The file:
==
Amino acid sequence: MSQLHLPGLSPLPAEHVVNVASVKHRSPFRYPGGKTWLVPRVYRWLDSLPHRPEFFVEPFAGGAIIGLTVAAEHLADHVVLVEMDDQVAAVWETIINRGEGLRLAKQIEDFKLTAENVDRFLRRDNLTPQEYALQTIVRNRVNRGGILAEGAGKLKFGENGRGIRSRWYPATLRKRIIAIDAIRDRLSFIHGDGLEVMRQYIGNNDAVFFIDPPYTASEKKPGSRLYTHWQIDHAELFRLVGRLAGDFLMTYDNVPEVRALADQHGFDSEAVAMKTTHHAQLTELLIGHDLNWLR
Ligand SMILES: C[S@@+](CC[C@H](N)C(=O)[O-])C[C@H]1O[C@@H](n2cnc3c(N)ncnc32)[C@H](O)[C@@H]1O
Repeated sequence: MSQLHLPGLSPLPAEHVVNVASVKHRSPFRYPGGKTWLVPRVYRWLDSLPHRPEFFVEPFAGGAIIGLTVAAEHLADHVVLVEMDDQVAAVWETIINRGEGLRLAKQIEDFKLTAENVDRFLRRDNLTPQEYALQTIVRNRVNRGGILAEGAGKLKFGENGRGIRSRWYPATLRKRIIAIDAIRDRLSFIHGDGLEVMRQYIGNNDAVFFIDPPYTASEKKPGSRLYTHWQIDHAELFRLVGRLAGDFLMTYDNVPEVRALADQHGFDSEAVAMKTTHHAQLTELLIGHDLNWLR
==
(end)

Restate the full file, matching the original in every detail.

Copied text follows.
Amino acid sequence: MSQLHLPGLSPLPAEHVVNVASVKHRSPFRYPGGKTWLVPRVYRWLDSLPHRPEFFVEPFAGGAIIGLTVAAEHLADHVVLVEMDDQVAAVWETIINRGEGLRLAKQIEDFKLTAENVDRFLRRDNLTPQEYALQTIVRNRVNRGGILAEGAGKLKFGENGRGIRSRWYPATLRKRIIAIDAIRDRLSFIHGDGLEVMRQYIGNNDAVFFIDPPYTASEKKPGSRLYTHWQIDHAELFRLVGRLAGDFLMTYDNVPEVRALADQHGFDSEAVAMKTTHHAQLTELLIGHDLNWLR
Ligand SMILES: C[S@@+](CC[C@H](N)C(=O)[O-])C[C@H]1O[C@@H](n2cnc3c(N)ncnc32)[C@H](O)[C@@H]1O
Repeated sequence: MSQLHLPGLSPLPAEHVVNVASVKHRSPFRYPGGKTWLVPRVYRWLDSLPHRPEFFVEPFAGGAIIGLTVAAEHLADHVVLVEMDDQVAAVWETIINRGEGLRLAKQIEDFKLTAENVDRFLRRDNLTPQEYALQTIVRNRVNRGGILAEGAGKLKFGENGRGIRSRWYPATLRKRIIAIDAIRDRLSFIHGDGLEVMRQYIGNNDAVFFIDPPYTASEKKPGSRLYTHWQIDHAELFRLVGRLAGDFLMTYDNVPEVRALADQHGFDSEAVAMKTTHHAQLTELLIGHDLNWLR